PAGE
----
Celebrating their 10th anniversary as owners of Cocomo on the Sea, Bob and Doug begin the night sitting on their dock, reminiscing about the day they made the decision to invest in the bed and breakfast.
It was after an earthquake, a tropical storm, and witnessing the aftermath of a double homicide, all within the first 24 hours of Bob’s arrival that Doug looked at his future business partner and asked him “So, what do you think?” Without hesitation the response was “I love it. It’s the Wild West. I love it.”
They had just sat down to breakfast in what is now The Casbah restaurant and ordered orange juice and omelets from a cute blonde American girl named Tennille. Then they saw their waitress leave, get on her bike and return with orange juice and eggs, ready to cook their order. I suppose you could say Bocas ran very efficiently in those days.
Bob and Doug were old friends from Cincinnati, Ohio (USA). Together they had trekked through Nepal, Costa Rica, and Cuba. They would sit on barstools back home and ask each other “So, where are we going next?” This time it was the Caribbean. This time it was Bocas del Toro.
Doug had read about Bocas in some travel magazines. He went down a few days ahead of Bob and instructed his friend to meet him at noon at Chow Kai. “What in the world is a “Chow Kai?” thought Bob. Nonetheless, he met Doug at Chow Kai, which he would discover was a hardware store and one of the older buildings in Bocas Town. When the Cocomo boys first arrived in 2002 it was a town center of sorts. “Everything was around Chow Kai,” remembers Bob. They met up, had lunch at the Buena Vista and then Bob went on his way to check his e-mail in a cyber café (nowadays the Natural Mystic restaurant).
The cyber café owner was a man from Argentina who is more famous in Bocas for selling late night chicken sandwiches out of a van and being very particular about the way people ordered them (imagine the “Soup Nazi” from the Seinfeld series). Bob chuckles as he recalls that in order to get to the computers you had to step over a bunch of large dogs that were sprawled out across the floor. Anyway, he stepped over 3 or 4 dogs, sat down at the computer and was checking his e-mail when the dogs’ ears started to perk up. His new canine friends all got up and left and then suddenly the people started frantically screaming about a “terremoto”. They immediately followed the dogs’ example and ran into the street. Bob would learn that terremoto was Spanish for “earthquake” and that he had just experienced one. It was not a serious ‘quake but it would not be the final natural disaster on his first day in Bocas.
Later on that evening, the guys were enjoying a meal at The Ultimo Refugio when a storm came through. Heavy waves began crashing over the back dock into the restaurant and the electricity went out. Everyone huddled together in the middle of the restaurant to stay dry. It was yet another moment of panic. The storm soon passed, and Bob and Doug decided to explore the nightlife Bocas had to offer.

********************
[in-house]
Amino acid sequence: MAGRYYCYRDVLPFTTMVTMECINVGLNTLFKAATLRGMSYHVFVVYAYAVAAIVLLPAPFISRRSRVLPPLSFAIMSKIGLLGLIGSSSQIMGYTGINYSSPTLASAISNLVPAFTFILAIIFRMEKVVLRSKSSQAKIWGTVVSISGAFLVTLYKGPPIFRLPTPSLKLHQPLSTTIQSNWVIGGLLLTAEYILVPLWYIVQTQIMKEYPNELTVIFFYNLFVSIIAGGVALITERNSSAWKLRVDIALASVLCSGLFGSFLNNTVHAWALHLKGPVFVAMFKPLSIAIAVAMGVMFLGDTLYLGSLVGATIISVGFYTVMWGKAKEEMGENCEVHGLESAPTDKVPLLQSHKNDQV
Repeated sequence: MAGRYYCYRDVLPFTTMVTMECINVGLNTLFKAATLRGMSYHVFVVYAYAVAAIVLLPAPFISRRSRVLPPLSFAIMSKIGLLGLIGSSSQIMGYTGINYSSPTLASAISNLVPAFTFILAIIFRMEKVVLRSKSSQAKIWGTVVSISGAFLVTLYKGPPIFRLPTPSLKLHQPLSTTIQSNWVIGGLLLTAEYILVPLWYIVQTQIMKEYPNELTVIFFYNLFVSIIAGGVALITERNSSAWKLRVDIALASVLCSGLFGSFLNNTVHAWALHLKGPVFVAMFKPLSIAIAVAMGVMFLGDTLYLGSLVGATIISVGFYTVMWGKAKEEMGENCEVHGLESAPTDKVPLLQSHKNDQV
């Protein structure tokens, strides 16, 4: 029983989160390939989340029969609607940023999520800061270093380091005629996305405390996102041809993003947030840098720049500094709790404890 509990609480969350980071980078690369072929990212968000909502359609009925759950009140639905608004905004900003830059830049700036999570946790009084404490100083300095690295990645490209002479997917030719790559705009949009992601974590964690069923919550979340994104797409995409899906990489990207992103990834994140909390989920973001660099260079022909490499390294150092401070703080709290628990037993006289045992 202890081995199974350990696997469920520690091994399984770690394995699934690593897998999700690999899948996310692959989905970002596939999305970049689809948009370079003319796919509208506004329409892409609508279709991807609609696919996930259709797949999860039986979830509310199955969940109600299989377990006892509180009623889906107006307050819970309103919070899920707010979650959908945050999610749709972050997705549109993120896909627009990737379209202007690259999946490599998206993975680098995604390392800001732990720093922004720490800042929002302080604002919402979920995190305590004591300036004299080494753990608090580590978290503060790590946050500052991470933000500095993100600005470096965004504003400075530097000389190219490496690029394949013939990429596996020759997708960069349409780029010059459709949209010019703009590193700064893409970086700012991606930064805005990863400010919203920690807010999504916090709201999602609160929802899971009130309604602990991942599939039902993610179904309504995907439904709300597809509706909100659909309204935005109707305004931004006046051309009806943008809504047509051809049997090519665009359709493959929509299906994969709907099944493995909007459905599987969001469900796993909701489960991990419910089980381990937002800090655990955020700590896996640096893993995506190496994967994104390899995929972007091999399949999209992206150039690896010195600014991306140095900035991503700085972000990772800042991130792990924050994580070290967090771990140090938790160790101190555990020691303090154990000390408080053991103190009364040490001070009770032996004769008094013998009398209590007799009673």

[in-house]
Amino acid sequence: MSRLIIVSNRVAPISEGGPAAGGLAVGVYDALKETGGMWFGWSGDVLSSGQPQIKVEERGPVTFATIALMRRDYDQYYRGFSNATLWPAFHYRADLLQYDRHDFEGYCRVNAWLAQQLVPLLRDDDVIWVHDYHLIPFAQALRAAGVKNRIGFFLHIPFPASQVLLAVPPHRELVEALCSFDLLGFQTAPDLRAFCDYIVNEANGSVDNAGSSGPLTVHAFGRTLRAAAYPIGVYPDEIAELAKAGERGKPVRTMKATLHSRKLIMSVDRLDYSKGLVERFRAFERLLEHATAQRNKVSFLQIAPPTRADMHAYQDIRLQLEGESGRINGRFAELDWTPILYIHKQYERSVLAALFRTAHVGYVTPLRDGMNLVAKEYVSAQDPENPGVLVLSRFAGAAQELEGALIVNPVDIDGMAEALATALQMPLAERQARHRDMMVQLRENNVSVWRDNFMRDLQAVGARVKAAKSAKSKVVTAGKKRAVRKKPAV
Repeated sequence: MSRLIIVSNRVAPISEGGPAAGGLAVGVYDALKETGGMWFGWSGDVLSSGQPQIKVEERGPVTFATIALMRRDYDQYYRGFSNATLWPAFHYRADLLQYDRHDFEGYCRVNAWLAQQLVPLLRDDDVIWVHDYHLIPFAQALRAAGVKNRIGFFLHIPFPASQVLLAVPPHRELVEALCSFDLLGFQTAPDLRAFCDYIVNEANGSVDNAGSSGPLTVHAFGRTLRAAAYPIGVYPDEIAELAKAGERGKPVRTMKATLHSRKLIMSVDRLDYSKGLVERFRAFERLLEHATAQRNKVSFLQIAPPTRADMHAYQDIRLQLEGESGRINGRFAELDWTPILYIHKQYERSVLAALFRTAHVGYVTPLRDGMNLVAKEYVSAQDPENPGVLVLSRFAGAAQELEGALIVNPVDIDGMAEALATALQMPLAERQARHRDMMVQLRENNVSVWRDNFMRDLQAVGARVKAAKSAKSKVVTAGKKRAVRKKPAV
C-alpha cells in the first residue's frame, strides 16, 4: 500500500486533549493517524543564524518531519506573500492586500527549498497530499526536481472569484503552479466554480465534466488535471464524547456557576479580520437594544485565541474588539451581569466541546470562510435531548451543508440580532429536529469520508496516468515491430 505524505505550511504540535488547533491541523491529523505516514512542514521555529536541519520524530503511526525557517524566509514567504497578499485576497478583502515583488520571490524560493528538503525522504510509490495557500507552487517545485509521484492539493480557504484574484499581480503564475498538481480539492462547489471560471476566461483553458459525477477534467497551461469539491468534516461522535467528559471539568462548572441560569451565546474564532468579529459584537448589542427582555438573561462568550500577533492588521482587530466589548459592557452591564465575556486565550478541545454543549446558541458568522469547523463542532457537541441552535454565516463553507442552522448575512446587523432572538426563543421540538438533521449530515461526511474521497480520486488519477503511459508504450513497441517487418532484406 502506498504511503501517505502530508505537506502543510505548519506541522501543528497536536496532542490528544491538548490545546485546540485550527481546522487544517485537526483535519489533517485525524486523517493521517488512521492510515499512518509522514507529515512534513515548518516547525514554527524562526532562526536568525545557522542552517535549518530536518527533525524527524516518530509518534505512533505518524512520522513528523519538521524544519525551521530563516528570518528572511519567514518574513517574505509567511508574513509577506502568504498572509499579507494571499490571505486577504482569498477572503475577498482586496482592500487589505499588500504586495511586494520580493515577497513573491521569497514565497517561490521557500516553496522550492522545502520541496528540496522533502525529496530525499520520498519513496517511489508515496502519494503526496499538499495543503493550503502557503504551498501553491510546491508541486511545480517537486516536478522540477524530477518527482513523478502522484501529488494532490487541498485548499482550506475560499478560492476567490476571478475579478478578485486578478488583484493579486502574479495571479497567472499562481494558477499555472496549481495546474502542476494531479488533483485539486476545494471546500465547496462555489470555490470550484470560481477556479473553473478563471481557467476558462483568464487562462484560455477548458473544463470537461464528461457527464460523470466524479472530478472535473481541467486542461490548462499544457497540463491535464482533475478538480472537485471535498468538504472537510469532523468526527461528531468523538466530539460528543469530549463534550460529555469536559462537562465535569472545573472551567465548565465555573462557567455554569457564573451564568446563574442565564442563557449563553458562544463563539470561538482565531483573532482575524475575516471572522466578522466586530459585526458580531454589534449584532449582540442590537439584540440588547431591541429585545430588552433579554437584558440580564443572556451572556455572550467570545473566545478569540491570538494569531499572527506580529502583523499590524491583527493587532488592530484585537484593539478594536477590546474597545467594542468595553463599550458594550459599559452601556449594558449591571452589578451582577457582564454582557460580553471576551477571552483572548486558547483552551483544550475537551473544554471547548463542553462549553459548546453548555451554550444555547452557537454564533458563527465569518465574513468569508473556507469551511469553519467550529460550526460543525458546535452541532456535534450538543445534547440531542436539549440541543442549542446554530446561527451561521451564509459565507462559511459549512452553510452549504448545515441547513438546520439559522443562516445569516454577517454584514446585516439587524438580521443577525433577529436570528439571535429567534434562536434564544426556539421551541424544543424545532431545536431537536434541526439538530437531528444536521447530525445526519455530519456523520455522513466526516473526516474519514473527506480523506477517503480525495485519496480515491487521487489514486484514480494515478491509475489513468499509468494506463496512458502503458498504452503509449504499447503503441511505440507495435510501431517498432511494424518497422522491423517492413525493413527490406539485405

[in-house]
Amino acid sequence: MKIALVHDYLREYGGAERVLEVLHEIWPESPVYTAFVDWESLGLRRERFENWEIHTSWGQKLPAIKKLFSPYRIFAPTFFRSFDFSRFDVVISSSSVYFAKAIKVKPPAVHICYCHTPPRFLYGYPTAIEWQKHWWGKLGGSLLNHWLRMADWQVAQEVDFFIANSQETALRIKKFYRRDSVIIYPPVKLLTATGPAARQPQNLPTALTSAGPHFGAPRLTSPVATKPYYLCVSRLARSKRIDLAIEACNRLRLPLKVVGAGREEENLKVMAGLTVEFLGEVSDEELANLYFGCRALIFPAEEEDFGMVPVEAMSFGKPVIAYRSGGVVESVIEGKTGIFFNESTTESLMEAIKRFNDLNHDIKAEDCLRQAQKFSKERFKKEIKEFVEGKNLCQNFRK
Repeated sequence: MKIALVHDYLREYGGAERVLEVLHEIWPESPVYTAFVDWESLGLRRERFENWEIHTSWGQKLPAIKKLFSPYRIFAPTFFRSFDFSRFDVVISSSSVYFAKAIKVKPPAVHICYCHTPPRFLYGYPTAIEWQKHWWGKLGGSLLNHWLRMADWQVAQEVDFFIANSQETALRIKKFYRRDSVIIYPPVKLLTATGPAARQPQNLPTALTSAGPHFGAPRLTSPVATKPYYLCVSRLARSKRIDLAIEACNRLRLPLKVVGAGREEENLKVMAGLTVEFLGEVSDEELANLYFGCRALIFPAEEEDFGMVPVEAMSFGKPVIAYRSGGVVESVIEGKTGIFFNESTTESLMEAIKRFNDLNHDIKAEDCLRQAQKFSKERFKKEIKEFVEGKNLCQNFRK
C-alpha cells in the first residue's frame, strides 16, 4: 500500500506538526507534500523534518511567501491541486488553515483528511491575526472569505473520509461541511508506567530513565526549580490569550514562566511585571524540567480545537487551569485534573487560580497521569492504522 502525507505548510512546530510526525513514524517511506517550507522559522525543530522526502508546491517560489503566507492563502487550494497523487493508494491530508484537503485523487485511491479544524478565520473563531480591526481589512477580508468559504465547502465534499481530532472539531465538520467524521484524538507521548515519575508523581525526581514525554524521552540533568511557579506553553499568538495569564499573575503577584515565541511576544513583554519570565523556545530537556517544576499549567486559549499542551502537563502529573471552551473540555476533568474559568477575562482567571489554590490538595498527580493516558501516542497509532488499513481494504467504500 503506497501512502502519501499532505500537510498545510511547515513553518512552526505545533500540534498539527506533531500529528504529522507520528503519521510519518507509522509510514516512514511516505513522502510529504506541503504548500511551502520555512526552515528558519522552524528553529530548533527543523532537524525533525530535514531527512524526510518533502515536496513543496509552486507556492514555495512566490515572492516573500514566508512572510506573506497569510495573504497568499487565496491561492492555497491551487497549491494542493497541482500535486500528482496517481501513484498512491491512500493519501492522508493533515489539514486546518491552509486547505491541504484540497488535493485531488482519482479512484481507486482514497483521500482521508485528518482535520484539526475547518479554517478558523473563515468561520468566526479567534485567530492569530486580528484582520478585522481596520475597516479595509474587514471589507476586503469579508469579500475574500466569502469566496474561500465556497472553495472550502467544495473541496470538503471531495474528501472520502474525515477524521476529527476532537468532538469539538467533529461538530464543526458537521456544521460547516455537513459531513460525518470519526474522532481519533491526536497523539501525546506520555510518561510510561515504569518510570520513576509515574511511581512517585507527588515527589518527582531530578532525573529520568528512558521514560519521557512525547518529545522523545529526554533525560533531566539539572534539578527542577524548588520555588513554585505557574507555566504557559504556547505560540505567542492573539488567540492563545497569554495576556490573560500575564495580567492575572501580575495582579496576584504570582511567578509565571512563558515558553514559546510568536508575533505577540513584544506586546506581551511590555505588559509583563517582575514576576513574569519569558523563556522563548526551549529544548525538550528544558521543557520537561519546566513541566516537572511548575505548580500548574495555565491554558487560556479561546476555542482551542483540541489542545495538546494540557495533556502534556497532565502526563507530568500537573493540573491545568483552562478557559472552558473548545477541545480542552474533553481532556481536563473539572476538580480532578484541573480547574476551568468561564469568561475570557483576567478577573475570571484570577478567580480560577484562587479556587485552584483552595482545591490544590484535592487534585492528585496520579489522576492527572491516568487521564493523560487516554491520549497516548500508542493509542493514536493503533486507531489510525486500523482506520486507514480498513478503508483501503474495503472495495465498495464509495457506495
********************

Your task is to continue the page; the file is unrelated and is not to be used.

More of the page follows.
“Really the only thing to do in those days at night was to hang out at the Loop, play pool and watch the kid come by walking his model airplane,” Bob recollects. The Loop was owned by German sailorman, Marcel. The bar was incidentally named by a Panamanian kid who could not spell the English word “pool”. He painted the word backwards on the sign and the name stuck. “No, it wasn’t just The Loop,” Doug chimes in, “Back then we used to hang out at Stefan and Olga’s place (El Pecado restaurant) and the Wreck Deck (presently El Barco Hundido),”
The following day they were on their way to the fateful breakfast at Tennille’s spot where they would agree to invest in an “eco lodge or something”. As they walked down Calle Tercera (main street) they passed a chalk outline of two bodies in the middle of the street. Apparently, a couple of brothers had violated a young lady and were later dragged out of the El Encanto bar and stabbed to death the night before in the middle of the street by the girl’s father and brother. Nothing like capital justice in the wild, wild west, but that wasn’t about to stop Bob and Doug from achieving their dream. They were ready to get out of the US and do something different, and despite the crazy things that had happened thus far, they were already in love with the place.
So here they are 10 years later and most of these places and faces are still around (with exception to the Argentine chicken sandwich/cyber café man). Some places have different names and new purposes. The people are a decade older but still smiling. Bob will admit the town is a great deal more developed, but despite that, he thinks “Not much has really changed, except that there weren’t many young people that came here before. It was surfing that changed that. When people discovered you could surf here, more young people started to come.” At least one other thing as changed. The kid walking the model airplane at night, well, he can even sometimes make it fly now, but that’s a story for another day.